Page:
- Feelings of hopelessness, pointlessness and pessimism
So how do you know if you are burnt out or depressed? In general, burnout impacts your work life, whereas depression impacts your whole life. For instance, you may lose interest in work, but maintain interest in your hobbies.
If you are still having trouble attributing your symptoms to either depression or burnout there are free online tests you can take that may help you think-through the two disorders.
This test will check you for symptoms of burnout, while this test will check you for symptoms of depression. However, ultimately a talk with a psychologist is in order, because they will only be able to accurately assess your condition by talking with you.
Coping with Burnout
It is a good idea to take steps to help cope with burnout if you do find yourself struggling with it because left undealt with, burnout can be a gateway to depression.
Coping with burnout is about re-establishing your work-life balance and trying to rediscover joy and / or meaning in the work you do. We could (& have) dedicate an entire article to shift work burnout syndrome, but to get you started here are three ways to cope with burnout and prevent it.
- Relating to coworkers: Being able to bond with coworkers will help work feel less like a chore, it also creates a sense of solidarity and connection that is linked to higher job satisfaction.
- Find the humor in it: Being able to find humor in tough situations is foundational to a resilient approach to life. (Check out our shift work memes if you need to laugh right now).
- Defend your free time: Did you volunteer as tribute to save someone from mandatory overtime. Did you get guilted into picking up an extra 3-day trip from the trade board? If you are willingly overextending yourself, stop it right now!
If you are worried about burnout we recommend checking out our more extensive article on the subject.
Finding Support for Depression
Finding support when you experience depression while deep inside what we might call the “night shift time zone” can be tricky, because most of your local therapists and psychiatrists are not working in periods that suit you.
If you need help, the US Substance Abuse and Mental Health Services Administration offers a 24/7 referral hotline service that can get you in touch with the help you need.
Beyond that, there are a few other resources you may be able to tap into for support.
Work Group Help Hotlines and Professional Support Groups
Sometimes simply talking to a peer about work can help lift a weight off your shoulder.
Some high-stress professions offer peer-staffed hotlines that you can call into when you just need to talk about something that’s been bothering you. This type of support can be very cathartic. If you can’t find these resources online through an employee portal, contact your human resources department to see if your employer offers a similar service.
If a peer hotline does not exist, do not fret, group therapy exists for just about every kind of group you can imagine. Sometimes a quick Facebook search will reveal a number of support groups that belong to your individual profession and will have plenty of people that can relate to how your feeling.
Final Thoughts: Night Shift and Depression. Are They Linked?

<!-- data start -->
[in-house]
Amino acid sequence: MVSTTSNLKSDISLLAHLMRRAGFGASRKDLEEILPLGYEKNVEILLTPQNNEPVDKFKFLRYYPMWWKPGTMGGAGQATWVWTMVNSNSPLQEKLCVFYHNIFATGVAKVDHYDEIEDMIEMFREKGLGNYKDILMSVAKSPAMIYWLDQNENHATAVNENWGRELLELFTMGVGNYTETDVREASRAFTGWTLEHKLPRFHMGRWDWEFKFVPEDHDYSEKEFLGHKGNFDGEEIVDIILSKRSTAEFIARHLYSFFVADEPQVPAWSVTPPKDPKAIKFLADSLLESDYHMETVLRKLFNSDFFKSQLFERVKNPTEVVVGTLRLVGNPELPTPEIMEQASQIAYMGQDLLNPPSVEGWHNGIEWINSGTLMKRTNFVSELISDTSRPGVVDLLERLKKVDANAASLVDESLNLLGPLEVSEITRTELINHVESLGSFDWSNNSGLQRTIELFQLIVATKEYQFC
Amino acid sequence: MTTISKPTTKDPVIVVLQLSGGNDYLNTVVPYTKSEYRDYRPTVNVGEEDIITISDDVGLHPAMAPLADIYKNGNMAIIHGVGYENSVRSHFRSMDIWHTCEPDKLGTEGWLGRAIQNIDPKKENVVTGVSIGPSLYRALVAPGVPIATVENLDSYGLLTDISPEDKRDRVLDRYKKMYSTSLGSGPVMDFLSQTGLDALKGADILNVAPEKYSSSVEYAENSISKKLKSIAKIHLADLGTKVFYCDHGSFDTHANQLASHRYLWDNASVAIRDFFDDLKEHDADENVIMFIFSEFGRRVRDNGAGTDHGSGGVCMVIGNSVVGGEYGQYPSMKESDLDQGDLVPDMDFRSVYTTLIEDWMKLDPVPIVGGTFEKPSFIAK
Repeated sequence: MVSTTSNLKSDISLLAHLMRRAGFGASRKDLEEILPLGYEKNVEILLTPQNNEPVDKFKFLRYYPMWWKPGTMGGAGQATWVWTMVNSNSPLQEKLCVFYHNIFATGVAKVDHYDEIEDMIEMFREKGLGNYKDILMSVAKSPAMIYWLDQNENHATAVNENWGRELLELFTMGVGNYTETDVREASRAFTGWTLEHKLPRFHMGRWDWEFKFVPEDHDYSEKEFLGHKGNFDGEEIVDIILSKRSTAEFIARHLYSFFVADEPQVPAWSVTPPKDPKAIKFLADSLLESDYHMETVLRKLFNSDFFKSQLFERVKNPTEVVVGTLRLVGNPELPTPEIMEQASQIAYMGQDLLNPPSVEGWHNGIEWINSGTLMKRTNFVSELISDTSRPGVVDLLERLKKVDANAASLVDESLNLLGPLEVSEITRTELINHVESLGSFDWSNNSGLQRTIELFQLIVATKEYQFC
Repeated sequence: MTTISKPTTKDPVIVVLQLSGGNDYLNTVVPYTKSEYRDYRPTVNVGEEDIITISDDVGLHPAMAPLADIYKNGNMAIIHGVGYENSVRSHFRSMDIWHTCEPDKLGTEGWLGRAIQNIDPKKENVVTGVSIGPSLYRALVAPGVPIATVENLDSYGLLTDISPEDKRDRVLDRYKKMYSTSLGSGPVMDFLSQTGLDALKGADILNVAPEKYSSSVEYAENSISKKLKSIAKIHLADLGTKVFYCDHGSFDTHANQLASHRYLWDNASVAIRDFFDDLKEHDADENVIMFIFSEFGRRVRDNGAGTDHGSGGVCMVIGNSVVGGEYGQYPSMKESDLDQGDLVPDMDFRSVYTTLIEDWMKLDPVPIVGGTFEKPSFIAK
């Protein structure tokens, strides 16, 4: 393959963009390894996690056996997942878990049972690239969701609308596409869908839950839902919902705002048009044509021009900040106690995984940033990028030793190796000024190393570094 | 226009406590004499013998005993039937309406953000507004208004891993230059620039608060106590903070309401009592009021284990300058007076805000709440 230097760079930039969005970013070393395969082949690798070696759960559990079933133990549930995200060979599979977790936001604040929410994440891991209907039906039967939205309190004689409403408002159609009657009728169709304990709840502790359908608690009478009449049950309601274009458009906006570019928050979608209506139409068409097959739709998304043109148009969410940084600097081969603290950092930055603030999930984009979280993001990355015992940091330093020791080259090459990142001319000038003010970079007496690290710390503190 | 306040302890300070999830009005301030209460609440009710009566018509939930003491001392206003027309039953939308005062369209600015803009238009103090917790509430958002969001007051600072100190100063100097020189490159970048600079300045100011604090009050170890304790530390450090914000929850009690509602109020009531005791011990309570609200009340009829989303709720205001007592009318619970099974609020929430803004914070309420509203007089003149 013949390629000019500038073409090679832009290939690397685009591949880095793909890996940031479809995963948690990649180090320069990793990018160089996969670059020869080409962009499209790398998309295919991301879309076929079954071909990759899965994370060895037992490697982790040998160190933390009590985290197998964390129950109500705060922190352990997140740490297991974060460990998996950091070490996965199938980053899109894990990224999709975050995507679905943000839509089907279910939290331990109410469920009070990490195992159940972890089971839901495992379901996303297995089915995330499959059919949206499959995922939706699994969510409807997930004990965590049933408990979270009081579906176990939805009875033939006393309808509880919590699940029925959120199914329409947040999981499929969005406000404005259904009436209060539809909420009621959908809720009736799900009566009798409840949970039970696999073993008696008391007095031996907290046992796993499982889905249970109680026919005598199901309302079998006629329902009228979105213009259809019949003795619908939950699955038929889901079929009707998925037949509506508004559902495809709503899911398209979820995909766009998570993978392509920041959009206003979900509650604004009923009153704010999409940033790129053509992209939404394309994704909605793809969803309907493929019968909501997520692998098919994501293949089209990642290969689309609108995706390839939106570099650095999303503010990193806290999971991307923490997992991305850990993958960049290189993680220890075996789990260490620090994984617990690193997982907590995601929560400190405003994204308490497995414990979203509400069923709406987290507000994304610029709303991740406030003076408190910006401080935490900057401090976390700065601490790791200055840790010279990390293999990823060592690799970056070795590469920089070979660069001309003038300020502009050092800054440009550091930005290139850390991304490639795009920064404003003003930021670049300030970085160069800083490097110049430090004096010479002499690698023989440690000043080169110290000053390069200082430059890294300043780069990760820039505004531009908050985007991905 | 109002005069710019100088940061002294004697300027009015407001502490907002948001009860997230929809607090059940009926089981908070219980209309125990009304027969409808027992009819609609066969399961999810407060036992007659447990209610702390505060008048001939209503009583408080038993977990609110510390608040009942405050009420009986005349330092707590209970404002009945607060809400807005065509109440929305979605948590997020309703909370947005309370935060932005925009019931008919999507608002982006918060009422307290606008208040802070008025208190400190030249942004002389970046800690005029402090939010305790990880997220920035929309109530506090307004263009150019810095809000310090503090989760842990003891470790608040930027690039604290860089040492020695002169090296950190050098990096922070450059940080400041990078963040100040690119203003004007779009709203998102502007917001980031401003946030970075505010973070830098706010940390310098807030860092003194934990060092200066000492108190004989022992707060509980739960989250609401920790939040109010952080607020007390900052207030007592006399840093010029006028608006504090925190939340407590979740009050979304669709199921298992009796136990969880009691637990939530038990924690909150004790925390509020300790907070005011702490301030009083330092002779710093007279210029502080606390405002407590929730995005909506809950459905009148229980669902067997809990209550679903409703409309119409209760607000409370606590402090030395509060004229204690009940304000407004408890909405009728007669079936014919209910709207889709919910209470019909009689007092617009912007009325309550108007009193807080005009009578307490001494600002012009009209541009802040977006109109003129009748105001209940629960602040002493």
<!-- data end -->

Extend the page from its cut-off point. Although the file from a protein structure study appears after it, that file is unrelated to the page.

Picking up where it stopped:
Depression is a sobering topic to discuss, but mental health is important especially for night shift workers who are constantly having to beat the odds and fight their biological programming.
If you are feeling depressed in the midst of your night shift, do not despair, there are so many wonderful treatment options and supports in place to help you survive, and hopefully learn to thrive on your night shift schedule.
Disclosure: This page may contain affiliate links, meaning we receive a commission if you decide to make a purchase through our links, but this is at no additional cost to you. Please read our disclosure and privacy statement for more info.
- Angerer, Peter, Renate Schmook, Irina Elfantel, et.al. “Night Work and the Risk of Depression: A Systematic Review.” Deutsches Ärzteblatt Internaitonal Vol. 114, no. 24 (Jul. 2017), 404-411. Web.
- Price, Michael. “The risks of night work.” American Psychological Association Vol. 42, no. 1 (Jan. 2011). Web.
- Schimelpfenig, Nancy. “The Role of Cortisol in Depression.” Very Well Mind. Edited by Steven Gans, MD. Dec. 11, 2020. Web.
- American Psychiatric Association. “What is Depression?” Depression. Web.
- American Psychiatric Association. “Seasonal Affective Disorder (SAD).” Depression. Web.
- National Institute of Mental Health. “Depression Basics.” Mental Health Information. Web.
- World Health Organization. “Depression.” Fact Sheets. Jan. 30, 2020. Web.
- Villines, Zawn. “Serotonin deficiency: Symptoms and treatment.” Medical News Today. Edited by: Marney A. White, MS, PhD. Jul. 12, 2020. Web.
- Villines, Zawn. “10 Serotonin Deficiency Symptoms Everyone Should Look Out For.” Good Therapy. Feb. 25, 2019. Web.
- Wisetborisut, Angkurawaranon, et.al. “Shift work and burnout among health care workers.” Occupational Med. Vol. 64, no. 4, (2014). Web.
- Substance Abuse and Mental Health Services Administration. “National Helpline.” US Department of Health and Human Services. Web.
- Santos-Longhurst, Adrienne. “Do Sun Lamps Really Lift Your Spirits and Treat Seasonal Affective Disorder?” Healthline. Edited by: Deborah Weatherspoon, PhD, R.N. Mar. 8, 2019. Web.
- Borchard, Therese. “Could Depression Be an Allergic Reaction?” Everyday Health. Jun. 3, 2015. Web.
- Craft, Lynette, and Frank Perna. “The Benefits of Exercise for the Clinically Depressed.” Primary Care Companion vol. 6, no. 3. (2004). Web.
- MacKay, Jory. “How to deal with burnout: Signs, symptoms, and strategies for getting you back on track after burning out.” Rescue Time. Jan. 29, 2020. Web.